12. 12. Key Findings : Availability of Health Care <ul><li>Shortage: </li></ul><ul><ul><li>Family doctors/primary care </li></ul></ul><ul><ul><li>Specialists (coverage/out-of-network) </li></ul></ul><ul><ul><li>Ambulance/emergency services </li></ul></ul><ul><li>Geographic Isolation/Transportation </li></ul><ul><li>Concerns about Navigability of the Health System </li></ul><ul><li>“ Some of the doctors, that are listed in the yellow pages, they’re full…the people that people have been referring me to, they’re full so they won’t take any more. And I stopped looking, but I’ve had that happen a few times.” </li></ul><ul><ul><ul><li>-- YWCA Focus Group </li></ul></ul></ul>
    13. 13. Key Findings : Quality of Care <ul><li>Positive feedback </li></ul><ul><li>Excellent WIC </li></ul><ul><li>Lincoln clinic great </li></ul><ul><li>Foodshare program </li></ul><ul><li>Voluntary ambulance (Lincoln & Augusta) </li></ul><ul><li>Negative feedback </li></ul><ul><li>Hospital </li></ul><ul><ul><li>Long waiting times in the ER, expensive care, poor quality </li></ul></ul><ul><ul><li>Bad testing for serious symptoms, poor diagnosis </li></ul></ul><ul><ul><li>Respondents feel providers care more about payment than patients </li></ul></ul><ul><li>Communication between providers </li></ul><ul><li>“ He gave me a couple of pills, and said I could take one or two of them, and said, ‘Alright, I’ll have the nurse get you a walker so that you can get home alright.’ I have steps going up to my house, and my bathroom was upstairs, I live alone, and I told him this. And he said, you know, ‘I’d really like to admit you but I can’t.’” </li></ul><ul><ul><ul><li>Taskforce Focus Group </li></ul></ul></ul>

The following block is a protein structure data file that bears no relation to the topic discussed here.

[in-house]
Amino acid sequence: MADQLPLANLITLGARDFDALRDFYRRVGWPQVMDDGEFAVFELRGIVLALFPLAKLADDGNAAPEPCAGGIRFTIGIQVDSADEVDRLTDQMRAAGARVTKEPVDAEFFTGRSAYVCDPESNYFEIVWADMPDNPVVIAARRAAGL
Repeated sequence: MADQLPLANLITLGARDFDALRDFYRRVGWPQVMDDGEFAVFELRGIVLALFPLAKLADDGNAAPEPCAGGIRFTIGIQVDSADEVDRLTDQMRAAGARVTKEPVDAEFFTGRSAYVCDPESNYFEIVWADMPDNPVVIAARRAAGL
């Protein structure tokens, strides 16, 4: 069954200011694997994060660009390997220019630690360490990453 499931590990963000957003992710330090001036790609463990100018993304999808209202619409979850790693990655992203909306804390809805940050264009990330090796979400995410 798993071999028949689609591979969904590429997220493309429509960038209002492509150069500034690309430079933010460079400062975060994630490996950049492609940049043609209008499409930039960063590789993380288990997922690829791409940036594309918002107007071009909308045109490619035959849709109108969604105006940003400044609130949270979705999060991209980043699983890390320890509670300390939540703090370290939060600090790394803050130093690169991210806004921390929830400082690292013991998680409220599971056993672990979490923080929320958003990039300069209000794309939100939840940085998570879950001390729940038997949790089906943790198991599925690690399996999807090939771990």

14. 14. Key Findings : Acceptability & Dignity <ul><li>“ I went in Wednesday, pulled a tooth that was abscessed. I told them I needed antibiotics, and they said no. I went back Friday as my face was even more swollen than it is now. He kind of laughed and said, “Well, I guess we should have started those antibiotics anyhow.” Then reminded me that I was getting the care for free.… broke one tooth, pulling one out, and I was reminded twice that I was getting the service for free.” </li></ul><ul><ul><ul><li> YWCA Focus Group </li></ul></ul></ul><ul><li>Respondents, particularly low income participants, expressed concern about being treated with respect by health providers. </li></ul><ul><li>Participants related stories they knew, people would </li></ul><ul><ul><li>not take medications because they could not afford to pay for them </li></ul></ul><ul><ul><li>feel it would be financially better for their spouses if they died rather than seek treatment that could lead to financial burden. </li></ul></ul><ul><li>Poor or inadequate information about mental health disorders can be taken for deviant behavior and criminalized. This can lead to further stigmatization, and even criminalization, of a patient. </li></ul>